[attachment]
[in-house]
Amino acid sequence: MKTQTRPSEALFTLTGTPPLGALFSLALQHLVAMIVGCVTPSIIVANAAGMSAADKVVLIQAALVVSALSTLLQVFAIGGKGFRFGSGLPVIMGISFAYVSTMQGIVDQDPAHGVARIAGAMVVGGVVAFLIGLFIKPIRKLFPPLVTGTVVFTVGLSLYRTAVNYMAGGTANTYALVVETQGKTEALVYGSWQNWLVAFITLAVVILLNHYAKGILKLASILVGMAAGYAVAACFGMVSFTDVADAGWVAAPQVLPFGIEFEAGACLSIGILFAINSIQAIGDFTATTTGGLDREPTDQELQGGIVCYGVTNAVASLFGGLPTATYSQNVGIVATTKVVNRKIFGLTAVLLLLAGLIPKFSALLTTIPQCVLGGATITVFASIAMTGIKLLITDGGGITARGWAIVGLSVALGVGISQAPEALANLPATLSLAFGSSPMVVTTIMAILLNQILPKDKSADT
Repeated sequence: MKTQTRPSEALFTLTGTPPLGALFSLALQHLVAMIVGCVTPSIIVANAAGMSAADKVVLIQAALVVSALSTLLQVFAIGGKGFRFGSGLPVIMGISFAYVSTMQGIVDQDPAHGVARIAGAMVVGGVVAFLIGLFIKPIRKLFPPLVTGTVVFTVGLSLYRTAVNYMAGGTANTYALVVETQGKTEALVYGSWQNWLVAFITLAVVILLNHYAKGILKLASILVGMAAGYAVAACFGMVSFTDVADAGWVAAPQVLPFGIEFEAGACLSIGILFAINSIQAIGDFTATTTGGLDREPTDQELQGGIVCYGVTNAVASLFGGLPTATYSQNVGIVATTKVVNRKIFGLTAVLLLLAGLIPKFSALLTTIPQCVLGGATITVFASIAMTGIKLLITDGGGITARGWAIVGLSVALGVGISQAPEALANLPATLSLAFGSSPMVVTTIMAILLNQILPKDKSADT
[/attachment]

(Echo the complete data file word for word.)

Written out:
[in-house]
Amino acid sequence: MKTQTRPSEALFTLTGTPPLGALFSLALQHLVAMIVGCVTPSIIVANAAGMSAADKVVLIQAALVVSALSTLLQVFAIGGKGFRFGSGLPVIMGISFAYVSTMQGIVDQDPAHGVARIAGAMVVGGVVAFLIGLFIKPIRKLFPPLVTGTVVFTVGLSLYRTAVNYMAGGTANTYALVVETQGKTEALVYGSWQNWLVAFITLAVVILLNHYAKGILKLASILVGMAAGYAVAACFGMVSFTDVADAGWVAAPQVLPFGIEFEAGACLSIGILFAINSIQAIGDFTATTTGGLDREPTDQELQGGIVCYGVTNAVASLFGGLPTATYSQNVGIVATTKVVNRKIFGLTAVLLLLAGLIPKFSALLTTIPQCVLGGATITVFASIAMTGIKLLITDGGGITARGWAIVGLSVALGVGISQAPEALANLPATLSLAFGSSPMVVTTIMAILLNQILPKDKSADT
Repeated sequence: MKTQTRPSEALFTLTGTPPLGALFSLALQHLVAMIVGCVTPSIIVANAAGMSAADKVVLIQAALVVSALSTLLQVFAIGGKGFRFGSGLPVIMGISFAYVSTMQGIVDQDPAHGVARIAGAMVVGGVVAFLIGLFIKPIRKLFPPLVTGTVVFTVGLSLYRTAVNYMAGGTANTYALVVETQGKTEALVYGSWQNWLVAFITLAVVILLNHYAKGILKLASILVGMAAGYAVAACFGMVSFTDVADAGWVAAPQVLPFGIEFEAGACLSIGILFAINSIQAIGDFTATTTGGLDREPTDQELQGGIVCYGVTNAVASLFGGLPTATYSQNVGIVATTKVVNRKIFGLTAVLLLLAGLIPKFSALLTTIPQCVLGGATITVFASIAMTGIKLLITDGGGITARGWAIVGLSVALGVGISQAPEALANLPATLSLAFGSSPMVVTTIMAILLNQILPKDKSADT